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Clinical Investigations: SLEEP AND BREATHING |

Long-term Compliance Rates to Continuous Positive Airway Pressure in Obstructive Sleep Apnea*: A Population-Based Study

Don D. Sin, MD; Irvin Mayers, MD, FCCP; Godfrey C. W. Man, MBBS, FCCP; Larry Pawluk, MD
Author and Funding Information

*From the Departments of Pulmonary Medicine (Drs. Sin, Mayers, and Man) and Psychiatry (Dr. Pawluk), University of Alberta, Edmonton, AB, Canada.

Correspondence to: Don D. Sin, MD, 2E4.29 Walter C. Mackenzie Center, University of Alberta, Edmonton, AB, Canada, T6G 2B7; e-mail: don.sin@ualberta.ca



Chest. 2002;121(2):430-435. doi:10.1378/chest.121.2.430
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Study objectives: To determine long-term compliance rates to continuous positive airway pressure (CPAP) therapy in patients with obstructive sleep apnea enrolled in a comprehensive CPAP program in the community.

Design: Prospective cohort longitudinal study.

Setting: University sleep disorders center.

Patients: Two hundred ninety-six patients with an apnea-hypopnea index (AHI) ≥ 20/h on polysomnography.

Interventions: A CPAP device equipped with a monitoring chip was supplied. Within the first week, daily telephone contacts were made. Patients were seen at 2 weeks, 4 weeks, 3 months, and 6 months.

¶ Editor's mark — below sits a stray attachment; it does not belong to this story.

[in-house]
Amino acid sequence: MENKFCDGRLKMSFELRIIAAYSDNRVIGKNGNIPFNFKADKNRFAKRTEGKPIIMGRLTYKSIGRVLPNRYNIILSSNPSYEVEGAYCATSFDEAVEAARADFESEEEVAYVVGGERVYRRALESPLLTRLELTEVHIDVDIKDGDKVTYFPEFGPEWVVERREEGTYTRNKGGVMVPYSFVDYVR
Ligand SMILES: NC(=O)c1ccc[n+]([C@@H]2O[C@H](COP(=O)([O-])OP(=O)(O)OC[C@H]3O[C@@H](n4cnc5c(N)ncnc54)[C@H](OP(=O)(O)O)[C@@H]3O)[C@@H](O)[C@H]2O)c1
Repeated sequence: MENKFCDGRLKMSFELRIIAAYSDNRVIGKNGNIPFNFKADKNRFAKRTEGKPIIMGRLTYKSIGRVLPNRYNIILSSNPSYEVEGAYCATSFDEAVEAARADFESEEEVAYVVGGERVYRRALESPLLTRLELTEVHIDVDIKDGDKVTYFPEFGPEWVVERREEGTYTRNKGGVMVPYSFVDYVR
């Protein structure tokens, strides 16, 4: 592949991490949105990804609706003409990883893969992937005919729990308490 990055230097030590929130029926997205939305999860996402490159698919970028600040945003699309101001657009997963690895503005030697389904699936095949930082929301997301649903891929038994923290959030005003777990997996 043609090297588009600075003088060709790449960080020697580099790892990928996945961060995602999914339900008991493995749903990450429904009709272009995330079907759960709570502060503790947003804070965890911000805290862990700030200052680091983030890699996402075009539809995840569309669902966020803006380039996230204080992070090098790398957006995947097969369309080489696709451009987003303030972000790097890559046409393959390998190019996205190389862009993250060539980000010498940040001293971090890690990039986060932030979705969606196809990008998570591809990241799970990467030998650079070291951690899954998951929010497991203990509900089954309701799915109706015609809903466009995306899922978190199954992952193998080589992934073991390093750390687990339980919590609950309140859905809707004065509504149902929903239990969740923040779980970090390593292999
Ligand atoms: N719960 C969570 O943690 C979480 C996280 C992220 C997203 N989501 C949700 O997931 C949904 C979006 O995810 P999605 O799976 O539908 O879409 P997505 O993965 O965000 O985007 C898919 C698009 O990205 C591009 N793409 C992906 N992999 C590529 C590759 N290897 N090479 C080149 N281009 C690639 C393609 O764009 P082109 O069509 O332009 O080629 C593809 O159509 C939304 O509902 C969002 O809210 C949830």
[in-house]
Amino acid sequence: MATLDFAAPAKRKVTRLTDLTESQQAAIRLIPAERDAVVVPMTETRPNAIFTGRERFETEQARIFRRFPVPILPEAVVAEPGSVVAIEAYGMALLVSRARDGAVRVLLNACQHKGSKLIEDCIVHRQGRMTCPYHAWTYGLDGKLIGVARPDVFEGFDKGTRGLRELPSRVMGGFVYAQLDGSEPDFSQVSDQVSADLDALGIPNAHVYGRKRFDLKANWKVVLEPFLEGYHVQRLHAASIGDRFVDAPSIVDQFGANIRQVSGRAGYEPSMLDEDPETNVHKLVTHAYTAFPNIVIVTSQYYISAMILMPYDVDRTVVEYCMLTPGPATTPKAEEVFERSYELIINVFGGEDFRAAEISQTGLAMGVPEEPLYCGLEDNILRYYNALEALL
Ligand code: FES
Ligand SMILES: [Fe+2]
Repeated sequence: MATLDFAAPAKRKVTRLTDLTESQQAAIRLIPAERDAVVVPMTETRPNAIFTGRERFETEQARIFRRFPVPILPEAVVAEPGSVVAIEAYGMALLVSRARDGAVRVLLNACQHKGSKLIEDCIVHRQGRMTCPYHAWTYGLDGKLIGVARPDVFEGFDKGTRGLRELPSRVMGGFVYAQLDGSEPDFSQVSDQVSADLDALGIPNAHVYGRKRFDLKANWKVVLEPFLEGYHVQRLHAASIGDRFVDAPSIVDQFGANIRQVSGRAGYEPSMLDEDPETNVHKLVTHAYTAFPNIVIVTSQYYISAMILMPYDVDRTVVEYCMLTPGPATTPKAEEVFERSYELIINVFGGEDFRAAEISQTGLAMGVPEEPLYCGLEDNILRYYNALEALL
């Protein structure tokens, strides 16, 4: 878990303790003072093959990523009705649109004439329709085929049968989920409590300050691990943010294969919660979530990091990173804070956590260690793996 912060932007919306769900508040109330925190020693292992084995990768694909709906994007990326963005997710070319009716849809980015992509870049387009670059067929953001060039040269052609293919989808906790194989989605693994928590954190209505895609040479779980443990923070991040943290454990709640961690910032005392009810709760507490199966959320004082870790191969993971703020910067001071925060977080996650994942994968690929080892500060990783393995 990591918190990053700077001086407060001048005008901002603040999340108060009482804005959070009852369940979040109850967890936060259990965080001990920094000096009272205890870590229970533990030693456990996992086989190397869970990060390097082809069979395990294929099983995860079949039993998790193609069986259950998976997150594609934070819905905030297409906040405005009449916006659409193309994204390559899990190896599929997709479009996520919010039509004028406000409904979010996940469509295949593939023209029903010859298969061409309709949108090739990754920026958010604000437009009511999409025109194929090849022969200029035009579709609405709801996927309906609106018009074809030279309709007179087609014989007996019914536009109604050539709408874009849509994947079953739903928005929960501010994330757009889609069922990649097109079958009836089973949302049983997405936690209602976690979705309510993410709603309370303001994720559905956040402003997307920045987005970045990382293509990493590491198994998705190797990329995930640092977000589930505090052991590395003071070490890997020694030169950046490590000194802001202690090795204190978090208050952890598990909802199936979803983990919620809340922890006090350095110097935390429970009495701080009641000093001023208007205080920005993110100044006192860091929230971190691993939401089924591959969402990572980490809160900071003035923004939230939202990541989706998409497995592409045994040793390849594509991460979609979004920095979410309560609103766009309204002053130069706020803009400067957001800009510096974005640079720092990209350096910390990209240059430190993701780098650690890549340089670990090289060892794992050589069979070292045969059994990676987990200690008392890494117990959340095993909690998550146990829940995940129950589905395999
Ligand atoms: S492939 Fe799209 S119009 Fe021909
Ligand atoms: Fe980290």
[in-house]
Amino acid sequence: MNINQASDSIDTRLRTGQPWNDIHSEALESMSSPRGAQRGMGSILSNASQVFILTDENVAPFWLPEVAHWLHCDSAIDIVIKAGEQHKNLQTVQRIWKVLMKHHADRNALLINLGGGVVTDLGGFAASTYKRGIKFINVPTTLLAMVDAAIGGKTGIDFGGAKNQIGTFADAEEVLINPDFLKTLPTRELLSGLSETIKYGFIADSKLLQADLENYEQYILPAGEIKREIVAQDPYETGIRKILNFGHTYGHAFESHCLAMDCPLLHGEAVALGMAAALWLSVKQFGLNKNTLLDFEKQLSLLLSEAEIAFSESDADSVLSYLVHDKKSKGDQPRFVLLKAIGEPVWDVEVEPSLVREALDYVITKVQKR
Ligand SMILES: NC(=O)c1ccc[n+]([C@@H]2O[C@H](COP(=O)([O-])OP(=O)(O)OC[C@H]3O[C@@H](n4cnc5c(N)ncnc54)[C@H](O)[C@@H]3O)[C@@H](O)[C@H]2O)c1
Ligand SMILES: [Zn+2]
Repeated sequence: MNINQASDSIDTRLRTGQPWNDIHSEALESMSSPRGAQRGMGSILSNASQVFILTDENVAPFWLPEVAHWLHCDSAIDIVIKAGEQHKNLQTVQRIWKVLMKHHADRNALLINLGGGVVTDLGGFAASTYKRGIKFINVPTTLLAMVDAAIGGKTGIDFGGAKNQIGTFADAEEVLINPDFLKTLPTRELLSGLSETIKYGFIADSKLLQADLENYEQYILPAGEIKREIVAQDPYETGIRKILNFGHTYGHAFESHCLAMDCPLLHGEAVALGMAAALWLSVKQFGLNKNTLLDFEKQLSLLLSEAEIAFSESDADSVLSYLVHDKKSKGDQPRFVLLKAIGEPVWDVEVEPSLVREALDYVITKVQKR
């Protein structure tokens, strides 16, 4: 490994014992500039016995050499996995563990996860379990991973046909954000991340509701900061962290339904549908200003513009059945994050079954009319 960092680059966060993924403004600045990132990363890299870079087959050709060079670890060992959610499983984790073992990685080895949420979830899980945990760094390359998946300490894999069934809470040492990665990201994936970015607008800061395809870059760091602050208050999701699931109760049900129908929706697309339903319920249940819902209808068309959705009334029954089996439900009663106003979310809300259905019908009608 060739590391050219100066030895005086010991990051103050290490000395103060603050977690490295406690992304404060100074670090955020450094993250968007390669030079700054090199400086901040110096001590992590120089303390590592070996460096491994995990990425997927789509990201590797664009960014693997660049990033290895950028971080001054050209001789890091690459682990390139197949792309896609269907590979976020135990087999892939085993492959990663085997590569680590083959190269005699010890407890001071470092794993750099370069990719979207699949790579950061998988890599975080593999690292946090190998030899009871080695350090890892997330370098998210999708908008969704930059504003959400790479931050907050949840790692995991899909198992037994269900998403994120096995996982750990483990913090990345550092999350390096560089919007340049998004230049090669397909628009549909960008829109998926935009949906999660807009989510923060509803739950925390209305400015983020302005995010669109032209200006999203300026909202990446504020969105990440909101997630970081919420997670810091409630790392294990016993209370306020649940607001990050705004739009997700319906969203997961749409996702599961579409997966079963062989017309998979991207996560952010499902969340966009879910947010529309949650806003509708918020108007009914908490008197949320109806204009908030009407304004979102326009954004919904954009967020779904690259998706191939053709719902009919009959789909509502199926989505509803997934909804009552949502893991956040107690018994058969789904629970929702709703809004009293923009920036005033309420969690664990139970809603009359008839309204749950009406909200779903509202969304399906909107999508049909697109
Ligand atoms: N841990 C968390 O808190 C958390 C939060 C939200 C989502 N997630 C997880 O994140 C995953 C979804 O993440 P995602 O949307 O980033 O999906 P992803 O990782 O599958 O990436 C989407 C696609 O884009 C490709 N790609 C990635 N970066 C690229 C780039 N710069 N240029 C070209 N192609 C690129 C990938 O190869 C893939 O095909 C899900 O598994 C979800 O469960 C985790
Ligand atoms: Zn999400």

Results: Of the 296 subjects enrolled, 81.1% were males. Mean ± SD AHI was 64.4 ± 34.2/h of sleep; age, 51 ± 11.7 years; and body mass index, 35.2 ± 7.9 kg/m2. The mean duration of CPAP use was 5.7 h/d at 2 weeks, 5.7 h/d at 4 weeks, 5.9 h/d at 3 months, and 5.8 h/d at 6 months. The percentage of patients using CPAP ≥ 3.5 h/d was 89.0% at 2 weeks, 86.6% at 4 weeks, 88.6% at 3 months, and 88.5% at 6 months. There was a decrease in the Epworth Sleepiness Scale (ESS) score of 44% by 2 weeks of therapy. The patients continue to improve over the follow-up period, with the lowest mean ESS score observed at 6 months. With multiple regression analysis, three variables were found to be significantly correlated with increased CPAP use: female gender, increasing age, and reduction in ESS score.

Conclusion: A population-based CPAP program consisting of consistent follow-up, “troubleshooting,” and regular feedback to both patients and physicians can achieve CPAP compliance rates of> 85% over 6 months.

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